One Flew Over the Cuckoo’s Nest

One Flew Over The Cuckoo’s Nest is a classic of American cinema, and Jack Nicholson’s most well-remembered cinematic role. The movie was based on an earlier theatrical production, and upon the the Ken Kesey novel of the same name, One Flew Over the Cuckoo’s Nest, which had been loosely based upon his experiences working as a janitor or orderly in a VA mental hospital in California, where he also volunteered for LSD experiments.
A lesser-known fact is that having been released in 1975, as a cinematic retelling of a story set some 10-20 years earlier, it is an extremely realistic portrayal of what State mental institutions were like until fairly recently, insofar as how the facilities were set up and what the available treatments were.
Nurse Ratched is easily vilified and has become synonymous with representatives of institutionalized cruelty in our age, and McMurphy observes that she likes to “play with a rigged deck”. However, though some of her policies are merely protective of institutional inertia (what can putting the World Series game on the ward’s television hurt?), certain of her actions are an attempt to impose order upon chaos and good habits upon pathology; in many cases, she engaged in such restrictive measures as withholding other patients’ cigarettes in an effort to stem the negative influence upon the other patients on the part of McMurphy, who had started gambling with the other patients and had won much of their existing supply of money and cigarettes. Though the patients possess wishful thinking of winning these items back, if enabled to gamble some more, Ratched holds out no such hopes and is immune to McMurphy’s charisma. She thinks the regimen of the institution, if strictly adhered to, can at least partially “fix” McMurphy and the other patients, but McMurphy’s fellow inmates welcome the excitement and fun McMurphy’s stunts bring into their drab world. In an interview with Dr. Spivey, the chief psychiatrist, Randall Patrick McMurphy admits that the reason he got sent to prison, and subsequently to the mental institution was, “as near as I can figure out, it’s ’cause I, uh, fight and fuck too much”. This movie is as much about the way society deals with such a nonconformist as much as it is about the personal conduct of such an individual himself; as the behind-the-scenes deliberations of the doctors and Nurse Ratched are shown and the workings of the various bureaucracies dealing with McMurphy are put before the audience. The treatment team make the fateful decision to “keep him (McMurphy) on the ward”, rather than exercising the other options available to them of sending McMurphy to another ward with more “disturbed” patients, or, as the head of the hospital wanted, sending him back to the prison work farm, on the grounds that McMurphy wasn’t technically mentally ill, and that therefore he could well be returned to the penal system, rather than remain in the mental health system.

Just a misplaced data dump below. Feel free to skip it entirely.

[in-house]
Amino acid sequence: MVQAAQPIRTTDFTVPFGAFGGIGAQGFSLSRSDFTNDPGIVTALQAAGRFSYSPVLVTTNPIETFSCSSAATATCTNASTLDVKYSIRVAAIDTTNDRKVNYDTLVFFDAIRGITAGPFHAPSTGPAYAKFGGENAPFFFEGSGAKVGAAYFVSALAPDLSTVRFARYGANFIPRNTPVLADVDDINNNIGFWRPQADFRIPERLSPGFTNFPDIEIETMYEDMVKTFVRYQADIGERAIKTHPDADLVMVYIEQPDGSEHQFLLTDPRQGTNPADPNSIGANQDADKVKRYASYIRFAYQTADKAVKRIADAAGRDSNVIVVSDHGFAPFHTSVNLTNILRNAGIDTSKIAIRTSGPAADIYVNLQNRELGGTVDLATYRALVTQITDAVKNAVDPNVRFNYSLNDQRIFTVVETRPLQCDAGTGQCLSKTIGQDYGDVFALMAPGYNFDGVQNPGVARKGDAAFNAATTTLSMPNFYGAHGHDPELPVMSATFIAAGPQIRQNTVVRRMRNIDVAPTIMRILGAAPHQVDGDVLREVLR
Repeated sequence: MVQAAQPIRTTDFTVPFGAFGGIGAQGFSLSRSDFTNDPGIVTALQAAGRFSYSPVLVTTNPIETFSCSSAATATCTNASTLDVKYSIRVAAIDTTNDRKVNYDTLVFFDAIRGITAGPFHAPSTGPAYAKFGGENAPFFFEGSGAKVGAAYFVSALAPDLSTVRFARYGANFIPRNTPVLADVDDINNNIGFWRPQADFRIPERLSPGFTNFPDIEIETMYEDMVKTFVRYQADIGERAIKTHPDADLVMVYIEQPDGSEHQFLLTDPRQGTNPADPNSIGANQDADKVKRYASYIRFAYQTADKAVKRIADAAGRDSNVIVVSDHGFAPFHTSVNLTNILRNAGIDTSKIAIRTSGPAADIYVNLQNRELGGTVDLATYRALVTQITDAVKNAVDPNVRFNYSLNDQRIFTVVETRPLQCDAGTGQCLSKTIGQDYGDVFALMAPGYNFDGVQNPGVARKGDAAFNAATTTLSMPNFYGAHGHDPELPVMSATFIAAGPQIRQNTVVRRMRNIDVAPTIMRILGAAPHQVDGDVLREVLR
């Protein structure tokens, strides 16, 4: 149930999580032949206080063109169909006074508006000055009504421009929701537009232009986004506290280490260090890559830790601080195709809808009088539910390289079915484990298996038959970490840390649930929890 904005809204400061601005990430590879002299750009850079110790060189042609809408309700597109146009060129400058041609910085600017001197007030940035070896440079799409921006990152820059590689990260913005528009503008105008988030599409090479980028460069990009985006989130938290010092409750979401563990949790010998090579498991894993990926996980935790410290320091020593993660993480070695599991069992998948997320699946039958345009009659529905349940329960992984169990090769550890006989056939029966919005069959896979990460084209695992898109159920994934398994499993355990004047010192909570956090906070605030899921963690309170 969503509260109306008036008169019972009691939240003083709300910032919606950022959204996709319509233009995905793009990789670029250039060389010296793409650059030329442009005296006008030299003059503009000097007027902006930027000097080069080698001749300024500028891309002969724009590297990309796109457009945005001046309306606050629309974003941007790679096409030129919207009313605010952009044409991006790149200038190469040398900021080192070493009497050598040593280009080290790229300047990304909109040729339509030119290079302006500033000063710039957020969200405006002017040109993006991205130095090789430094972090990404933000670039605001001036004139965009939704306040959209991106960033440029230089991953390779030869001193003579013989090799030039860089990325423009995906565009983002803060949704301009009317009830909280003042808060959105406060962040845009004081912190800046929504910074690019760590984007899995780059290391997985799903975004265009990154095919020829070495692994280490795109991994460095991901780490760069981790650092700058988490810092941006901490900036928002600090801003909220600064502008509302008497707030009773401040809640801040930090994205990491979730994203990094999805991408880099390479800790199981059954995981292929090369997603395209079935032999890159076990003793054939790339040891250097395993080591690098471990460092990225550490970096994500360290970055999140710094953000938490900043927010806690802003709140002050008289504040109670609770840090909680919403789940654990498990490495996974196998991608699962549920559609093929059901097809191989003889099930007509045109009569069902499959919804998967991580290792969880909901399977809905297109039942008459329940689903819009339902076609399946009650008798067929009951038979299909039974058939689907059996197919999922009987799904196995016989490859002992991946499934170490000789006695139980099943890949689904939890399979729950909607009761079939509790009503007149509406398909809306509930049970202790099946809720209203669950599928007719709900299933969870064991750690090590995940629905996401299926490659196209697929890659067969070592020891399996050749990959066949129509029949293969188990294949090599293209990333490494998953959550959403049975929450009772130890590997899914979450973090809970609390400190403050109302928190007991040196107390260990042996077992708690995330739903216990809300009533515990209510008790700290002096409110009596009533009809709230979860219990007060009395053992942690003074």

Though the medical and psychiatric knowledge of the time had decided that McMurphy was “not crazy, but he is dangerous”, modern-day audiences view this picture with a different perspective than people did when it was released in the 1970s. These days, folks are likely to ask, upon seeing McMurphy’s provoking manner, if perhaps, he “has ADD”, which, back then, was not considered possible in an adult. Some speculate that he might have been a sociopath. Modern audiences also express shock at what was then a common procedure, and, during the time period referenced by the original book upon which the movie is based, the only game in town, electroshock therapy without anesthesia, which is now banned in the US, being widely considered barbaric and cruel.
At one point when a melee erupts in the ward, and McMurphy and the Chief are among those taken away immediately to get electroshock treatment, ostensibly to calm their agitated, violent states, but actually because it is the prevailing punishment this particular bureaucracy can dispense. While McMurphy and the Chief are sitting on a bench outside the electroshock room, waiting their turn, McMurphy does the chief the small kindness of offering him a stick of gum. Chief thanks McMurphy for the gum, and with surprise, McMurphy notes that the Chief “can talk” and is thus not “deaf and dumb” as he had previously been described by others in the ward. (Chief actually came off more as a catatonic to me). The Chief warns McMurphy about people “working on him” by telling him the tragic story of his own bedevilled and alcoholic father. Nevertheless, McMurphy continues his antics and continues to get himself and others into escalating amounts of trouble.
Though the predominant disability portrayed in this movie is mental illness in various forms and degrees, both by actors and by authentic patients who had roles as “extras”, there is the occasional wheelchair user shown at various times and places in the hospital, and it is not uncommon to see stray manual wheelchairs left unattended, and easily commandeered by the able-bodied. Though the hospital was built well before the ADA became law, and is probably not designed with wheelchair accessibility in mind, the patients’ swimming pool has a concrete ramp on which an older male patient in a wheelchair is gently rolled into the pool, wheelchair and all.